Clifford, Paul M.

    2007-07-01

    The U.S. Nuclear Regulatory Commission (NRC) has issued interim criteria and guidance for the reactivity-initiated accident (RIA) within the latest revision to NUREG-0800, 'Standard Review Plan' (SRP), Section 4.2, 'Fuel System Design', Appendix B (Revision 03, March 2007). The purpose of this paper is as follows: 1. present a change in regulatory staff position regarding the requirements of 10 CFR 50, Appendix A, General Design Criteria 28 (GDC28) and changes in regulatory guidance provided in Regulatory Guide (RG) 1.77, RG 1.195, RG 1.183, and previous versions of NUREG-0800 SRP; 2. describe the implementation strategy and schedule for both new reactors and the existing fleet; and 3. encourage licensees and nuclear fuel vendors to (1) develop improved core physics analytical methods to allow a more deliberate transition to the new fuel cladding failure criteria and (2) develop the technical basis to address the new core coolability criteria. (authors)

  12. Fatigue acceptance test limit criterion for larger diameter rolled thread fasteners

    SciTech Connect

    Kephart, A.R.

    1997-05-01

    This document describes a fatigue lifetime acceptance test criterion by which studs having rolled threads, larger than 1.0 inches in diameter, can be assured to meet minimum quality attributes associated with a controlled rolling process. This criterion is derived from a stress dependent, room temperature air fatigue database for test studs having a 0.625 inch diameter threads of Alloys X-750 HTH and direct aged 625. Anticipated fatigue lives of larger threads are based on thread root elastic stress concentration factors which increase with increasing thread diameters. Over the thread size range of interest, a 30% increase in notch stress is equivalent to a factor of five (5X) reduction in fatigue life. The resulting diameter dependent fatigue acceptance criterion is normalized to the aerospace rolled thread acceptance standards for a 1.0 inch diameter, 0.125 inch pitch, Unified National thread with a controlled Root radius (UNR). Testing was conducted at a stress of 50% of the minimum specified material ultimate strength, 80 Ksi, and at a stress ratio (R) of 0.10. Limited test data for fastener diameters of 1.00 to 2.25 inches are compared to the acceptance criterion. Sensitivity of fatigue life of threads to test nut geometry variables was also shown to be dependent on notch stress conditions. Bearing surface concavity of the compression nuts and thread flank contact mismatch conditions can significantly affect the fastener fatigue life. Without improved controls these conditions could potentially provide misleading acceptance data. Alternate test nut geometry features are described and implemented in the rolled thread stud specification, MIL-DTL-24789(SH), to mitigate the potential effects on fatigue acceptance data.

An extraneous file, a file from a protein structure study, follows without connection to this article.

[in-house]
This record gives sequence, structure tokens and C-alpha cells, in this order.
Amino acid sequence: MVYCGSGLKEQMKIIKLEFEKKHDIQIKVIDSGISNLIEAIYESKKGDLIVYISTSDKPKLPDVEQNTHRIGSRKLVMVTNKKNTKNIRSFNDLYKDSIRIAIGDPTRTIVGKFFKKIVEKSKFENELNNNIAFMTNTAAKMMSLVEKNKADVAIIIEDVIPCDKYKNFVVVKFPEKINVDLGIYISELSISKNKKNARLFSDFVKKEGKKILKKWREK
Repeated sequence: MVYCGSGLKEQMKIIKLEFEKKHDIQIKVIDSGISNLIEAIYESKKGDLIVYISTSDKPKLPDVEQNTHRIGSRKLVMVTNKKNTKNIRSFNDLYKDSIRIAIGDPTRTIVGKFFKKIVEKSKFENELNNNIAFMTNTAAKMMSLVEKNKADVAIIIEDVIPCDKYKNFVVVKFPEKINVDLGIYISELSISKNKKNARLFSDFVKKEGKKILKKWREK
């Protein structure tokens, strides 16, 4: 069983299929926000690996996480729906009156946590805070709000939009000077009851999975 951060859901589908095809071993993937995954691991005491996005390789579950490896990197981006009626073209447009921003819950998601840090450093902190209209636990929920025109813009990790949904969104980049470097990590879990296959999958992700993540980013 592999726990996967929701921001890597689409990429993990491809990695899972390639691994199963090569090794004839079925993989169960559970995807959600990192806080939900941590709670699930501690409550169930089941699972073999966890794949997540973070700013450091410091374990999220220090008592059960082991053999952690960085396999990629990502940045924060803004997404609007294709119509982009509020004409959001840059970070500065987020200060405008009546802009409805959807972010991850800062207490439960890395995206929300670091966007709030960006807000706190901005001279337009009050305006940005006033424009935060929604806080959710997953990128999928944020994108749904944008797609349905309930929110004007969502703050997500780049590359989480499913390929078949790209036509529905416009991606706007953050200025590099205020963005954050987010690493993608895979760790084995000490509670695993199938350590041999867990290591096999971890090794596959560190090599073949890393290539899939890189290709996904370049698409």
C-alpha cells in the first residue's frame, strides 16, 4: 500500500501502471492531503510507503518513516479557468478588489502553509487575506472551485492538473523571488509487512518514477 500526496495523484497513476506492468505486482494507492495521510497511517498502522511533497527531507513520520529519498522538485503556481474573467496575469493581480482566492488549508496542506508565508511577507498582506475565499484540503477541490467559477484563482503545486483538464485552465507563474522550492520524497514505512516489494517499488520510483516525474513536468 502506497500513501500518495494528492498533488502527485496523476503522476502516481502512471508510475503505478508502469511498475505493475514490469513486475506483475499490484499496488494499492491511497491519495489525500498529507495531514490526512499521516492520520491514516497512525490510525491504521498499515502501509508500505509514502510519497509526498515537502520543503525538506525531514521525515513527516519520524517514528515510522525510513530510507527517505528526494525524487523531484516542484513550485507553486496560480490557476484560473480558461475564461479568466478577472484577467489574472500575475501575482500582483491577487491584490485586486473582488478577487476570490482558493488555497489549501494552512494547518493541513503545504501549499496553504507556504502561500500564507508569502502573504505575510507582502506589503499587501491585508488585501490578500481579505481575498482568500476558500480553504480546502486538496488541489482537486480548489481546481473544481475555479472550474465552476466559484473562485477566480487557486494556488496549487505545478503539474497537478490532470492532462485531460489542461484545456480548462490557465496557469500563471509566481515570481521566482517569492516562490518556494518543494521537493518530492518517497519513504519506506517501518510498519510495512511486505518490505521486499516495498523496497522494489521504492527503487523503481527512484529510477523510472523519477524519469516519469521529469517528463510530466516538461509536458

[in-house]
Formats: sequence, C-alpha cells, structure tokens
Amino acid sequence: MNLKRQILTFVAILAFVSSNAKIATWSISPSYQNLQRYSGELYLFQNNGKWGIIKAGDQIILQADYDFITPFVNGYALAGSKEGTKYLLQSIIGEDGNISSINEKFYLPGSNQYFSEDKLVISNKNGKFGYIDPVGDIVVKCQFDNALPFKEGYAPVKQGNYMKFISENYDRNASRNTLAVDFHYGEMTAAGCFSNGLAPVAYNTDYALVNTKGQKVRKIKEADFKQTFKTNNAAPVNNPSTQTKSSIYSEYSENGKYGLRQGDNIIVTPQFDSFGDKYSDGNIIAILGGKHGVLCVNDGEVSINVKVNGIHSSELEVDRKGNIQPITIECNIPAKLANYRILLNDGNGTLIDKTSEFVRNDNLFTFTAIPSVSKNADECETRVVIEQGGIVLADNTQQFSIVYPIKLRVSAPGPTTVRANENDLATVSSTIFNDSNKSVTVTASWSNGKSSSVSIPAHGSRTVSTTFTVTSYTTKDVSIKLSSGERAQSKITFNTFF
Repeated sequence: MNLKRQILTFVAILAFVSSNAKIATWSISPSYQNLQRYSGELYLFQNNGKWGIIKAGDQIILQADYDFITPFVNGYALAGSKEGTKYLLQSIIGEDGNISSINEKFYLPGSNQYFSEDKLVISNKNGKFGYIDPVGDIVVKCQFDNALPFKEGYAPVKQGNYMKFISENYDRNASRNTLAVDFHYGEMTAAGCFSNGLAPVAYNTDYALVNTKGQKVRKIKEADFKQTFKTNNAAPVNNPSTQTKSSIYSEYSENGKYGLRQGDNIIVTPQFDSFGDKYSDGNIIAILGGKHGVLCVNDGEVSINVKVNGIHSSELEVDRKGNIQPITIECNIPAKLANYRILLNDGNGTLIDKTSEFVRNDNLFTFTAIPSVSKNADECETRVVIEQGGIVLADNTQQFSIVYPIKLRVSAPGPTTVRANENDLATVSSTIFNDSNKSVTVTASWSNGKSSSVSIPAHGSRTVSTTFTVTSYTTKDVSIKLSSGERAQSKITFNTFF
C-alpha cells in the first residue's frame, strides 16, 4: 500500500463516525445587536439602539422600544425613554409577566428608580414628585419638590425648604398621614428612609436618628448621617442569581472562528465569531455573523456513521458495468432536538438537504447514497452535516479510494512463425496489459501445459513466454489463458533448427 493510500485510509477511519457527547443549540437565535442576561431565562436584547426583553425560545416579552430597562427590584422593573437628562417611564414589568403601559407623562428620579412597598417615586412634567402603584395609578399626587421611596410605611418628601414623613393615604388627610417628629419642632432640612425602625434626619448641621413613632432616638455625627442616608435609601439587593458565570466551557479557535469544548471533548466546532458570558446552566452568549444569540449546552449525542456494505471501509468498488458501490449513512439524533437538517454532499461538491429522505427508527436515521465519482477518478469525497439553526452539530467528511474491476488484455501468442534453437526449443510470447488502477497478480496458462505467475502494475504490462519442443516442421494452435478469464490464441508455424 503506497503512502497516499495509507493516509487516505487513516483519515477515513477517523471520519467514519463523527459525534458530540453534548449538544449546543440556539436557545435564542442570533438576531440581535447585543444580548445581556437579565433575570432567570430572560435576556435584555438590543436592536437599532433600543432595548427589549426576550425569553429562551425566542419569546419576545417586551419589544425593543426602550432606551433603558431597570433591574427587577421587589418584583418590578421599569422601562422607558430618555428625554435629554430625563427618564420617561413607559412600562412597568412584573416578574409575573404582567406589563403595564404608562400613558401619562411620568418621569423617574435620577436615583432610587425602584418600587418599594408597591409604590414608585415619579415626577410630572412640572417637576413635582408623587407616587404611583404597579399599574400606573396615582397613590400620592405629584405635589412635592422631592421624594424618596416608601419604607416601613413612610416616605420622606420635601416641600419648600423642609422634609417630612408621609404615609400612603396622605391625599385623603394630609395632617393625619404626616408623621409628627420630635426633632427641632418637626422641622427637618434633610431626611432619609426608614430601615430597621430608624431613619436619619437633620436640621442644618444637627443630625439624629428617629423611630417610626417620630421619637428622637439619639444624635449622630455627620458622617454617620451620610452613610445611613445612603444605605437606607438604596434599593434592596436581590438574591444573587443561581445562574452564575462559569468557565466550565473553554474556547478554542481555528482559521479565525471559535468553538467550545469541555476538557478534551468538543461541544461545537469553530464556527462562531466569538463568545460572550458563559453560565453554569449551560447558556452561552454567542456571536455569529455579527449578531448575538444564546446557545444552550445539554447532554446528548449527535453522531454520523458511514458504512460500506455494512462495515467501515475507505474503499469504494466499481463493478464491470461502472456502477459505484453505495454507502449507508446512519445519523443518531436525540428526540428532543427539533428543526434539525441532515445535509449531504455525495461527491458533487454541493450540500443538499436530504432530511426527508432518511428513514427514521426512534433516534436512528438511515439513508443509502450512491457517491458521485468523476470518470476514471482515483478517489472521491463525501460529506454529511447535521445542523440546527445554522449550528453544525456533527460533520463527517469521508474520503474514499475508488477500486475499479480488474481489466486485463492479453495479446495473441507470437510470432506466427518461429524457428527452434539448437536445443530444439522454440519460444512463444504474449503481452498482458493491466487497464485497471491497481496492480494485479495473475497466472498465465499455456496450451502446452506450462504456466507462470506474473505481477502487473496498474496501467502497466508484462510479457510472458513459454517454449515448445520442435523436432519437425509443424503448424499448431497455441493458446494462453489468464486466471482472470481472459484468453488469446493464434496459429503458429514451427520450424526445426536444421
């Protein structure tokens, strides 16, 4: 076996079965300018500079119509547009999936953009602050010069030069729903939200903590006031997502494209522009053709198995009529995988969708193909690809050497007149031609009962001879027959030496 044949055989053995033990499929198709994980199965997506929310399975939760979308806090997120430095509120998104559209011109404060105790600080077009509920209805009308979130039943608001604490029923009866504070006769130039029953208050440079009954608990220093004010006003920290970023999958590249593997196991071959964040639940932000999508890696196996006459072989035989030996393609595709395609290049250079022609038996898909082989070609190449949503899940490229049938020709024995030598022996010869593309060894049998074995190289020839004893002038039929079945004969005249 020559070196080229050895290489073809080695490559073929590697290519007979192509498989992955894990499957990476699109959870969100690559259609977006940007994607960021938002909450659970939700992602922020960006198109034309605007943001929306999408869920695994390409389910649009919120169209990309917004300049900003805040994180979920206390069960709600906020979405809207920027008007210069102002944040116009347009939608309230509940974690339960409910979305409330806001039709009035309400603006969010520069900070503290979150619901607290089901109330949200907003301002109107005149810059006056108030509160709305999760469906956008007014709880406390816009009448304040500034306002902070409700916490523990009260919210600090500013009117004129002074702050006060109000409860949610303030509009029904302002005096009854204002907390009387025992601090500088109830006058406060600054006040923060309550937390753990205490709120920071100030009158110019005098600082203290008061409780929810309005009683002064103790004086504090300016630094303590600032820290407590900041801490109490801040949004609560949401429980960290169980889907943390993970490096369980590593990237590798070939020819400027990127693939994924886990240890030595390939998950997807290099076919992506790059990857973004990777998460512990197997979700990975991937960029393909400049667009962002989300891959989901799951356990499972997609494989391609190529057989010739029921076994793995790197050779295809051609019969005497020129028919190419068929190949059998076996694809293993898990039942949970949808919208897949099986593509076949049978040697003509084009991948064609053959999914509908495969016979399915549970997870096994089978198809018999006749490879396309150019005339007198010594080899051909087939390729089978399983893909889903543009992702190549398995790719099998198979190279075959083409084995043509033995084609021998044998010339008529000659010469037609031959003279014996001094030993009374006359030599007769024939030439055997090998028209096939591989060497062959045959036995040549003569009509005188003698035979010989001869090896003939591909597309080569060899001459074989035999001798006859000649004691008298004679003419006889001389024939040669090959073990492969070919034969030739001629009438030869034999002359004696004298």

13. Helios Controls a Limited Subset of Regulatory T Cell Functions.

    PubMed

    Sebastian, Mathew; Lopez-Ocasio, Maria; Metidji, Amina; Rieder, Sadiye Amcaoglu; Shevach, Ethan M; Thornton, Angela M

    2016-01-01